How Al Qaeda lit the Bali fuse: Part two
Religious-teaching sessions that included films of Christian-Muslim conflict in Indonesia energized young men to join in jihad.
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When two men accused of detonating a bomb in the Petra Christian Church in Jakarta in November 2001 were found to have fought under Fadillah in Maluku, the Indonesian national police described their militia as the "Mujahidin Kompak."
The often confusing welter of names and apparently overlapping missions of various groups underscores the fluid nature of organizations close to Al Qaeda. Rather than a hierarchy with Osama bin Laden at the top, Al Qaeda and its affiliates have overlapping circles of influence and cooperation.
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"What you're seeing in Indonesia, as we've seen elsewhere, is that Al Qaeda is a network of networks,'' says Lee Wolosky, a lawyer who tracked terrorist financing for the National Security Council during the Clinton administration.
Dwikarna's friends and associates continue to reject any ties to violence. "Anyone who says Kompak was helping militias is lying,'' says Iswari al-Farisi, the deputy commander of Jundullah and a close friend of Dwikarna. Farisi says Kompak's videos were part of its charity effort. "We made them to document atrocities, and to show people that we needed to send help there,'' he says.
That militias were often in the videos merely reflected reality - "it wasn't safe to distribute aid if there wasn't protection." But to Achmad Abdi, the director of criminal research for the South Sulawesi police, the links to violence are clear.
"Dwikarna was the commander of the Laskar Jundullah, and we have evidence that a number of Laskar Jundullah members engaged in bomb attacks," he says.
Playing upon emotions
The Maluku war fit the paradigm being spun by preachers like alleged JI leader Bashir - and Kompak's video was made to play upon the emotions of its audience. It opens with ominous music playing over footage of homes destroyed in a Christian attack on a Muslim village. There are shots of surgeries conducted without anesthesia in rough field hospitals, and of crying babies in the arms of forlorn mothers. A burning, white-walled Protestant church is shown, while men off-camera shout "God is great." A caption explains the church was burned "because it insulted Islam."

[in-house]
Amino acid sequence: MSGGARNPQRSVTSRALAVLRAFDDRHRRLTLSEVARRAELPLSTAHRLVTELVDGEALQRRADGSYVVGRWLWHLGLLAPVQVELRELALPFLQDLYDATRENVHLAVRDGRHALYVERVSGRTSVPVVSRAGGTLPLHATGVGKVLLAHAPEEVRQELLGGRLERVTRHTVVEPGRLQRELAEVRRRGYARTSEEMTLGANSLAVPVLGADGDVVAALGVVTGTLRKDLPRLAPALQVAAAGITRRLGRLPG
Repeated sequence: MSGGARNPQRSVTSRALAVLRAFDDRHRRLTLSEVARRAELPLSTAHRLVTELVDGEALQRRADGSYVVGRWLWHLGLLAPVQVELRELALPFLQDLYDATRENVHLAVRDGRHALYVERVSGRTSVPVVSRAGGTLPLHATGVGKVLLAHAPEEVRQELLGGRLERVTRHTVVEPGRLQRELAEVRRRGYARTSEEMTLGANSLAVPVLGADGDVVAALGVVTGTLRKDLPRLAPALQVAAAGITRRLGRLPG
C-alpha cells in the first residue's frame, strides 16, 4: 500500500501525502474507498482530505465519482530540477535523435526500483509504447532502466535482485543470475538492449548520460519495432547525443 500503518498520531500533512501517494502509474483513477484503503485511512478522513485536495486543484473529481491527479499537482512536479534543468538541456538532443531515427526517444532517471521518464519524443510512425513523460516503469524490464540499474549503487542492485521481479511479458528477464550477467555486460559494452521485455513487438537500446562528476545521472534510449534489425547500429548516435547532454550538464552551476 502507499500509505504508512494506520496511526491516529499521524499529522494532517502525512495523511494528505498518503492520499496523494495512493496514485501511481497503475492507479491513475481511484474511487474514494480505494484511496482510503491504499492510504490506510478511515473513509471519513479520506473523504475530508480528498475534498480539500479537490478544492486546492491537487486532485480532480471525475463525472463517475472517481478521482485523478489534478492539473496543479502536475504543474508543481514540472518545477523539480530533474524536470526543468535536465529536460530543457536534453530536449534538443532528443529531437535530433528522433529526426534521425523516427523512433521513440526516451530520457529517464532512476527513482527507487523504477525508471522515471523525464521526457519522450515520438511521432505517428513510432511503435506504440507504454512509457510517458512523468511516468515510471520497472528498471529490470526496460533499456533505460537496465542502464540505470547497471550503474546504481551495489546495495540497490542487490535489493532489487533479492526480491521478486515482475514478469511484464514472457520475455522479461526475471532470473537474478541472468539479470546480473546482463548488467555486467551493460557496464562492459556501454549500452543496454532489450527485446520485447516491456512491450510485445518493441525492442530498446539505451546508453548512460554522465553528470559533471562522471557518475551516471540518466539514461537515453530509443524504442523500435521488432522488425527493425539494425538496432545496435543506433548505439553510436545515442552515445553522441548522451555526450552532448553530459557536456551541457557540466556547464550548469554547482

Cardboard boxes of aid, many stamped "Government of Kuwait," are shown being distributed to Muslim families under the watchful eyes of militants.
There is the funeral of Abu Dzar. The film ends with a request that donations be sent to a Kompak bank account.
Donations - and recruits - poured in. But things went sour for Dwikarna during a trip to the Philippines in March 2002, when he and two associates were arrested at Manila's international airport and accused of transporting explosives in their luggage. The police said they had been buying weapons in the south. Dwikarna was later sentenced to 10 years in jail.
A wave of bomb attacks
To this day, Dwikarna and his supporters insist the charges in the Philippines were trumped up. Suryani says her husband was there to consider investing in a coal mine. She suspects he was arrested because of his support for sharia.
Nevertheless, veterans of Laskar Mujahidin and Laskar Jundullah have been tied to a wave of bomb attacks against churches and businesses in Indonesia from December 2000 to late 2002, and two of Dwikarna's associates have been charged with planning the Bali attack. The propaganda he had helped to create had done its job.
Key operatives in terror
Agus Dwikarna Businessman; main contact in Indonesia for Omar al-Faruq
Omar al-Faruq Alleged to have been Al Qaeda's main relationship manager in Southeast Asia.
Haris Fadillah Leader of the Laskar Mujahidin, a militia group active in the Maluku provinces; father-in-law of Omar al-Faruq.
Abu Zubaydah Leader of Al Qaeda's external operations.